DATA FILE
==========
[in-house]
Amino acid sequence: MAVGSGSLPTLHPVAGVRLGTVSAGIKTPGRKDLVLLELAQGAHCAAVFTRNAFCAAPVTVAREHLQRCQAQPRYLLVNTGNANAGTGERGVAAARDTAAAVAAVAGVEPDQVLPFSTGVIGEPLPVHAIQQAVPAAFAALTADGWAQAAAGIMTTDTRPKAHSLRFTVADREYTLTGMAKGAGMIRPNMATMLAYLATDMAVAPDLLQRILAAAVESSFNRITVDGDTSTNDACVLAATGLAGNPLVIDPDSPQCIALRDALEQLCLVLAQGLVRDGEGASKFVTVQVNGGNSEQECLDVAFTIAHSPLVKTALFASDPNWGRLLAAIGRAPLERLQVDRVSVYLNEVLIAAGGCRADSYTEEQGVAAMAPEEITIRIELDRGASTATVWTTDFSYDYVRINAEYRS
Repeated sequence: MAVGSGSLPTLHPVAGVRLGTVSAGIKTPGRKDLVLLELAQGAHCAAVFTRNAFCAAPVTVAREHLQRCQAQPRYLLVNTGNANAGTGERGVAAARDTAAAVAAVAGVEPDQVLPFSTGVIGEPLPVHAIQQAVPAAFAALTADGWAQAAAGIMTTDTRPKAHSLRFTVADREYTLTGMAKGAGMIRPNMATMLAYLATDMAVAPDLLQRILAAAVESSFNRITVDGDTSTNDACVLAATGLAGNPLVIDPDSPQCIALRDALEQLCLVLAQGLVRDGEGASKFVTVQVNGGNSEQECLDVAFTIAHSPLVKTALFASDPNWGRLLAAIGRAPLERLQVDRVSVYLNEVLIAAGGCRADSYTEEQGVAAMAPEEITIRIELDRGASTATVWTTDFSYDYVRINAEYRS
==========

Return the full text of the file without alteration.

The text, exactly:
[in-house]
Amino acid sequence: MAVGSGSLPTLHPVAGVRLGTVSAGIKTPGRKDLVLLELAQGAHCAAVFTRNAFCAAPVTVAREHLQRCQAQPRYLLVNTGNANAGTGERGVAAARDTAAAVAAVAGVEPDQVLPFSTGVIGEPLPVHAIQQAVPAAFAALTADGWAQAAAGIMTTDTRPKAHSLRFTVADREYTLTGMAKGAGMIRPNMATMLAYLATDMAVAPDLLQRILAAAVESSFNRITVDGDTSTNDACVLAATGLAGNPLVIDPDSPQCIALRDALEQLCLVLAQGLVRDGEGASKFVTVQVNGGNSEQECLDVAFTIAHSPLVKTALFASDPNWGRLLAAIGRAPLERLQVDRVSVYLNEVLIAAGGCRADSYTEEQGVAAMAPEEITIRIELDRGASTATVWTTDFSYDYVRINAEYRS
Repeated sequence: MAVGSGSLPTLHPVAGVRLGTVSAGIKTPGRKDLVLLELAQGAHCAAVFTRNAFCAAPVTVAREHLQRCQAQPRYLLVNTGNANAGTGERGVAAARDTAAAVAAVAGVEPDQVLPFSTGVIGEPLPVHAIQQAVPAAFAALTADGWAQAAAGIMTTDTRPKAHSLRFTVADREYTLTGMAKGAGMIRPNMATMLAYLATDMAVAPDLLQRILAAAVESSFNRITVDGDTSTNDACVLAATGLAGNPLVIDPDSPQCIALRDALEQLCLVLAQGLVRDGEGASKFVTVQVNGGNSEQECLDVAFTIAHSPLVKTALFASDPNWGRLLAAIGRAPLERLQVDRVSVYLNEVLIAAGGCRADSYTEEQGVAAMAPEEITIRIELDRGASTATVWTTDFSYDYVRINAEYRS